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Sunday, 22 January 2017


The word ‘pen’ comes from an old French word for the long wing or tail feather of a bird.

The first pens were used by the ancient Egyptians around 3500BC for writing on papyrus. They used hollow bamboo stems sharpened at one end filled with writing fluid, which was a mixture of soot and water.

Egyptian reed pens inside ivory and wooden palettes. By Rama 

Another early ancestor of the pen was the reed brush used for writing by the Chinese in the first millennium BC.

The quill pen surfaced when papyrus was replaced by animal skins, vellum and parchment, as a writing surface. The smoother surface of skin allowed finer, smaller writing by the quill pen, derived from the flight feather.

The quill pen was used in Qumran, Judea to write some of the Dead Sea Scrolls, which date back to around 100 BC

Quill pen By Kinjal bose 78 - Wikipedia

After the fall of the Roman Empire, Europeans had difficulty in obtaining reeds and began to use quills more widely. There is a specific reference to quills in the writings of St. Isidore of Seville in the 7th century.

The earliest historical record of a fountain pen, a type of pen in which ink is held in a reservoir and passes to the writing point through capillary channels dates back to 953. In that year Ma'ād al-Mu'izz, the Fatimid Caliph of Egypt, demanded a writing instrument which would not stain his hands or clothes. He was provided with a pen which held ink in a reservoir and delivered it to the nib.

The next mention of a pen with ink reservoir came in the 17th century by a German inventor, Daniel Schwenter.

The fountain pen was made available in Europe in the 17th century with diarist Samuel Pepys being the first recorded user. He recorded in his diary on August 5, 1663: "This evening came a letter about business from Mr Coventry, and with it a Silver pen he promised me, to carry inke in(sic); which is very necessary."

Quill pens continued to be used right up until the early 19th century when they were finally replaced by the metal dip pen.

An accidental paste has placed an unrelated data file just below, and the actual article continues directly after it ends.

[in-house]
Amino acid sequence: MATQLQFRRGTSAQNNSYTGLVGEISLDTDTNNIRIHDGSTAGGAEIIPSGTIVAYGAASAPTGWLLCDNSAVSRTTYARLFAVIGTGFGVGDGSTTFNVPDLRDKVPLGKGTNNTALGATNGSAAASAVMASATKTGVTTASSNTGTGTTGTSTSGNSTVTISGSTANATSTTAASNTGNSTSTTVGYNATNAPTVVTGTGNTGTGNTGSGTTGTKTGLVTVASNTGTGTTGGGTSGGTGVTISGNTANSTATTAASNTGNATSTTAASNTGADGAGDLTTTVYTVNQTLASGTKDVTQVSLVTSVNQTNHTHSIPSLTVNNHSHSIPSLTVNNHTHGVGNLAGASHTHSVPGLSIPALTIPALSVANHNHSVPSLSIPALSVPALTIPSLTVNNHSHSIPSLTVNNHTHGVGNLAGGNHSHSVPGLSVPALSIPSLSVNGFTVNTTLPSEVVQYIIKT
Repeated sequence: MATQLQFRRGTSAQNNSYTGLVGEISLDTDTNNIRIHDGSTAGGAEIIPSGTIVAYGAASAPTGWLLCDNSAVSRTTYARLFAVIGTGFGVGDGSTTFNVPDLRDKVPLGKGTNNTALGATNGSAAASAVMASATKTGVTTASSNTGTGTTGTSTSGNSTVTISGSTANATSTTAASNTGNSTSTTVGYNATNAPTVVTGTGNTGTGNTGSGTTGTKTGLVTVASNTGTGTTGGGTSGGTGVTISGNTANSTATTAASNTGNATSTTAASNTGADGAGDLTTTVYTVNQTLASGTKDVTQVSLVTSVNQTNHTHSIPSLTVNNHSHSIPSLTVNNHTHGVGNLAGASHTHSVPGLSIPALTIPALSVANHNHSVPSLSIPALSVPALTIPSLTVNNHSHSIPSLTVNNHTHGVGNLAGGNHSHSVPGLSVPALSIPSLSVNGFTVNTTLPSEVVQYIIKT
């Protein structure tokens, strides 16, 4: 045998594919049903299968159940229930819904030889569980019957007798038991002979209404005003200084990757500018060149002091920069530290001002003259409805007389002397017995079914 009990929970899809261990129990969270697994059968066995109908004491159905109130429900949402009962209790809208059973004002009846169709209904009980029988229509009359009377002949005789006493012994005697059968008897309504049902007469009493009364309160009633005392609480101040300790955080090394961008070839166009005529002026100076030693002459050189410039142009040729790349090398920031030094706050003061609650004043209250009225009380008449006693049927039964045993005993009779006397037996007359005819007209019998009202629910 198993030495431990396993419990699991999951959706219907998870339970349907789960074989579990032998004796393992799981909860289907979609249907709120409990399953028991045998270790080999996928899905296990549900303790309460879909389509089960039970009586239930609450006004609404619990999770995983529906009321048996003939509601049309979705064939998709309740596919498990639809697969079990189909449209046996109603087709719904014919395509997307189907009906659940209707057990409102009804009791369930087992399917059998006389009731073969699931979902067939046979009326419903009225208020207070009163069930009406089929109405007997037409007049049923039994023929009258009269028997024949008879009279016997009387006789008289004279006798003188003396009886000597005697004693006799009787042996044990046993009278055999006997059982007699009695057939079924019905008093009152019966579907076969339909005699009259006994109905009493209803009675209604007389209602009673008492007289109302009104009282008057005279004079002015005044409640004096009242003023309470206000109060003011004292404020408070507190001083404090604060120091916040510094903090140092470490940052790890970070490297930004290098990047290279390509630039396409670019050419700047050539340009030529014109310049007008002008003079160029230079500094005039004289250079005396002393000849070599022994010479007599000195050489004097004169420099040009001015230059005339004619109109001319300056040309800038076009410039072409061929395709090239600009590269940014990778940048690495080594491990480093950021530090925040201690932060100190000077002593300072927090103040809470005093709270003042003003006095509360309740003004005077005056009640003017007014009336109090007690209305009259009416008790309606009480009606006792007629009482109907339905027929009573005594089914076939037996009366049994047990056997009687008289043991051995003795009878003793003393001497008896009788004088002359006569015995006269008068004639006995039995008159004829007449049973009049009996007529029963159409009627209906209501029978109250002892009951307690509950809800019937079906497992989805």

While a student in Paris, Romanian Petrache Poenaru received the world's first fountain pen patent on May 25, 1827. It was for his invention of a fountain pen with a barrel made from a large swan quill.

The inconvenience of having to continually dip a pen to replenish its ink supply stimulated the development of the fountain pen. The American inventor L.E. Waterman produced the first practical version of the fountain pen in 1884.

The first patent for a ballpoint pen was issued on October 30, 1888, to American inventor John J. Loud, who was attempting to make a writing instrument that would be able to write "on rough surfaces-such as wood, coarse wrapping-paper, and other articles." His invention was not commercialized and the patent eventually lapsed.

The modern ballpoint pen was patented in 1938 by Hungarian journalist László Bíró. The inexpensive, disposable Bic Cristal, the Bic Company's first product, is reportedly the most widely sold pen in the world.
The modern felt tip pen was invented by a man named Sidney Rosenthal in New York in 1953. His Magic Marker consisted of a glass tube of ink with a felt wick. By 1958 use of felt-tipped markers was commonplace for a variety of applications such as lettering, labeling, and creating posters.

Despite producing about 38 billion ballpoint pens each year, China didn't acquire the technology to produce their own pen tips domestically until 2017.

Source Encyclopaedia Britannica

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